Anthem denied 12K ER claims in second half of 2017, but paid most of them anyway

Alyssa Rege & Morgan Haefner - Print  | 

Anthem has come under intense scrutiny by providers in recent months for denying patients' emergency room claims it deemed unwarranted. While a recent congressional report indicates Anthem has largely reversed the policy, some experts suggest the insurer may still be primed to save thousands of dollars on patient claims, The New York Times reports.

Anthem rolled out a policy in multiple states warning members it may not cover their emergency room visits for minor ailments. Data provided by Anthem to Sen. Claire McCaskill, D-Mo., who authored the report, indicated in three states the insurer denied 12,200 claims during the second half of 2017 on the grounds the ER visits were "avoidable." The denials reflected about 5.8 percent of total ER claims submitted in the three states — Missouri, Kentucky and Georgia — during this period. However, when patients challenged the denials, Anthem proceeded to reverse itself and pay the claims most of the time.

The report also examined the effects of Anthem's decision to add a list of exceptions to the policy, including emergency room visits made during weekends, visits during which children are treated or visits during which an advanced imaging test was ordered. The insurer did not provide Ms. McCaskill with data on the number of denials it has issued since adding the exceptions, but data from the American College of Emergency Room Physicians provided to The New York Times suggest denials plummeted to nearly zero, the report states.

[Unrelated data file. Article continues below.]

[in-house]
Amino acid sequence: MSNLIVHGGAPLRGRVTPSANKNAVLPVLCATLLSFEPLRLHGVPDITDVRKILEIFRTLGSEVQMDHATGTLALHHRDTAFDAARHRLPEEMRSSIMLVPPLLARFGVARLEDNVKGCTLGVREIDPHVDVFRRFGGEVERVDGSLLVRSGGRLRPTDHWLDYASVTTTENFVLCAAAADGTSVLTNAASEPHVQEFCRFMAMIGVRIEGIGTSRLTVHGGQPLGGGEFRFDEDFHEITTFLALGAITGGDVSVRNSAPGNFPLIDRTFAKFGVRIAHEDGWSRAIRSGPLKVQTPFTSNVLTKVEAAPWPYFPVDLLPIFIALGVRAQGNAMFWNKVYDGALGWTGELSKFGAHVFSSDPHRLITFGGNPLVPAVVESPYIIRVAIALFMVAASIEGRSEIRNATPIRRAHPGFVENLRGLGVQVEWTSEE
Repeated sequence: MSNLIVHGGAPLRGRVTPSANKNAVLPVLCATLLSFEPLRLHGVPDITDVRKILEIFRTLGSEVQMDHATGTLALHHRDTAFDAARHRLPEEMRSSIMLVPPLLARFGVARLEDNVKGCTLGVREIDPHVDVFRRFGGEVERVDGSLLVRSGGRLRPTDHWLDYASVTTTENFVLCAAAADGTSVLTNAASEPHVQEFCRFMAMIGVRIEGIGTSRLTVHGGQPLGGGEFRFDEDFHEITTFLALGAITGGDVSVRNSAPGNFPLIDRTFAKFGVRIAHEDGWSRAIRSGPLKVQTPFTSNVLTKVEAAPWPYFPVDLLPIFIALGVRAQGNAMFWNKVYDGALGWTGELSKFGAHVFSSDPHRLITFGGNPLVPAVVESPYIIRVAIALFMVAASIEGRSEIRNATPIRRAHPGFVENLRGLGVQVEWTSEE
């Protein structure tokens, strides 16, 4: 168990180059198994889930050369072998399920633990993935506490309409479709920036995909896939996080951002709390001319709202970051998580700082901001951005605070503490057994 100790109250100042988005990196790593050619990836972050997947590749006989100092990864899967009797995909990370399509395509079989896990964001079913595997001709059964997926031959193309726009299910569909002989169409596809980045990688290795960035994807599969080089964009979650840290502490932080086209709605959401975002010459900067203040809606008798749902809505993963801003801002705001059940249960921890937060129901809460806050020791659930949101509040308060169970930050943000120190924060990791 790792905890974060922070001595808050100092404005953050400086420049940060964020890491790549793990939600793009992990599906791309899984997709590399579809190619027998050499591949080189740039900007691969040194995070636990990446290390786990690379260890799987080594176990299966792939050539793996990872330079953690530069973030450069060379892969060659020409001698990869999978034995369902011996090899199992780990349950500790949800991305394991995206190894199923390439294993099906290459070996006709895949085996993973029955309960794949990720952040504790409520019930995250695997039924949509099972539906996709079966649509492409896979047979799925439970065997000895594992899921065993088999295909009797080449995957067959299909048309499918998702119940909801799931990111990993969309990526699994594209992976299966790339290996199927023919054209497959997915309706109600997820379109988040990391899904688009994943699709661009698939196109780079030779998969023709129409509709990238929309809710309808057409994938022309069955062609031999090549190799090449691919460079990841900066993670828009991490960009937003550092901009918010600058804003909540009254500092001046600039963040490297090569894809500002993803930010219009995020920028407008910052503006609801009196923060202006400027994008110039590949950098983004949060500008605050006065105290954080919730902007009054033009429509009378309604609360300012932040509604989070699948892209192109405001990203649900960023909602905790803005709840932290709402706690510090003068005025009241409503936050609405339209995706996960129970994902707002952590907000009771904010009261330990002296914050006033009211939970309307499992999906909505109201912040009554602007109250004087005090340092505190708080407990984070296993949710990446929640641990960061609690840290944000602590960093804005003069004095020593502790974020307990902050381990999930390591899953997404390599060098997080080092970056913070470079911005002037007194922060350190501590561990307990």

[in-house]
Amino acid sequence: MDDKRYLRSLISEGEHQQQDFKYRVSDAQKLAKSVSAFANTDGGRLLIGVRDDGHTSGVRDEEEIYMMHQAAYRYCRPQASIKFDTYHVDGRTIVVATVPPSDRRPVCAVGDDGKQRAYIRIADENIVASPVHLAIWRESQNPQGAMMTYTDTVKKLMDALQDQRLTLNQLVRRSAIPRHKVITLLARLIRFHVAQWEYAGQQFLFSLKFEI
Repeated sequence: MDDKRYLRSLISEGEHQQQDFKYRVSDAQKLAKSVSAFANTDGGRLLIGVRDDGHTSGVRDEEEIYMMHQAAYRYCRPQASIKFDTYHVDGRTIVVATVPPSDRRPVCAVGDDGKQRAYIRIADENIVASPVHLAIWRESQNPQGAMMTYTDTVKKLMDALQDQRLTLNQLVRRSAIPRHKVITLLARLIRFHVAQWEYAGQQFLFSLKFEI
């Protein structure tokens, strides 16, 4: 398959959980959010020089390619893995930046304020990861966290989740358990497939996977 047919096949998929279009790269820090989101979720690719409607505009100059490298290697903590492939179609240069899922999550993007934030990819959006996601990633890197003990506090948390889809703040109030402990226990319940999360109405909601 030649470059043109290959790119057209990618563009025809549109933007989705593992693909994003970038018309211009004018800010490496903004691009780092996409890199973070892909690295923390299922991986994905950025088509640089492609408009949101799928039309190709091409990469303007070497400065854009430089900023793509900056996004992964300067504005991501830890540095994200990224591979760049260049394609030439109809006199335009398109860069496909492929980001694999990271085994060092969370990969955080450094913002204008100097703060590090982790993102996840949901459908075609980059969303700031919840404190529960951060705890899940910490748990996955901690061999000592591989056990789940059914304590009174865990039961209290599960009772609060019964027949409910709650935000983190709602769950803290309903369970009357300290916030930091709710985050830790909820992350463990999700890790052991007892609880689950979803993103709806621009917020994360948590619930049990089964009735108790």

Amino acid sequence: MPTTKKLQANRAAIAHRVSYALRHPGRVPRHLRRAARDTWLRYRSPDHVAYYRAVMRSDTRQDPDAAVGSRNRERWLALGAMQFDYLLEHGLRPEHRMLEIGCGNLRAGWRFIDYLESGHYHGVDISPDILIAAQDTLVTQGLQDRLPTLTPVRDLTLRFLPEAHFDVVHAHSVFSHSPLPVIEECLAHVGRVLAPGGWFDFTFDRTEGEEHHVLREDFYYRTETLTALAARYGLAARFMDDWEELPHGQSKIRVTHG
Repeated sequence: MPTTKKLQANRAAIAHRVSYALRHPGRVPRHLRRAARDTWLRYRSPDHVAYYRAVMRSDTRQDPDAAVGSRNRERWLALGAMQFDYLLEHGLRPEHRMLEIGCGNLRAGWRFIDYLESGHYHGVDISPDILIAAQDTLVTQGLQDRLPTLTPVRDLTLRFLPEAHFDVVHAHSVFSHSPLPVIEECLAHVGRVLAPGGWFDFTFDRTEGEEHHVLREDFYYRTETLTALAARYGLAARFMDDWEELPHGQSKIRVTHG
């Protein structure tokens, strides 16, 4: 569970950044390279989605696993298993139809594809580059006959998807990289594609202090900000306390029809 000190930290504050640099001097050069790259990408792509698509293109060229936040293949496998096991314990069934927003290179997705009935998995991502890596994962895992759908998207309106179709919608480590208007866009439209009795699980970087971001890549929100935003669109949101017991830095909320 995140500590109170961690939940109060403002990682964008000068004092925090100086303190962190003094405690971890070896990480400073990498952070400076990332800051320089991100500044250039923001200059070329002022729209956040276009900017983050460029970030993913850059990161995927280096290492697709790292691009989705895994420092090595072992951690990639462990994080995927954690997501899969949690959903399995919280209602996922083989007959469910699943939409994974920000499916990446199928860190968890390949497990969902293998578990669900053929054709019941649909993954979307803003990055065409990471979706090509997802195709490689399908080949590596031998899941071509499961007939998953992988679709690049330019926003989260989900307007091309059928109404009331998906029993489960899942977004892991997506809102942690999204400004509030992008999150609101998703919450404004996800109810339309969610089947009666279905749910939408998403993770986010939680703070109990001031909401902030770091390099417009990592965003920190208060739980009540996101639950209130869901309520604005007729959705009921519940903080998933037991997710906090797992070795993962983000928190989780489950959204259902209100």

In a statement to the publication, Anthem said it remains committed to its avoidable ER policy "because the costs of treating nonemergency ailments in the ER has an impact on the cost of healthcare for consumers, employers and the healthcare system as a whole. Anthem has made, and will continue to make, enhancements to ensure consumers are receiving the right care at the right place and time."

Jonathan Kolstad, PhD, an associate professor at the University of California, Berkeley Haas School of Business, said the insurer may still save money by announcing such an initiative, even if it is never enforced, because it may discourage some patients from going to the ER for less serious ailments.

"You may get as much or more bang for your buck frankly by just telling people you're not going to pay. Even if, at the end of the day, you do pay," he told the publication.

To access the full report, click here.

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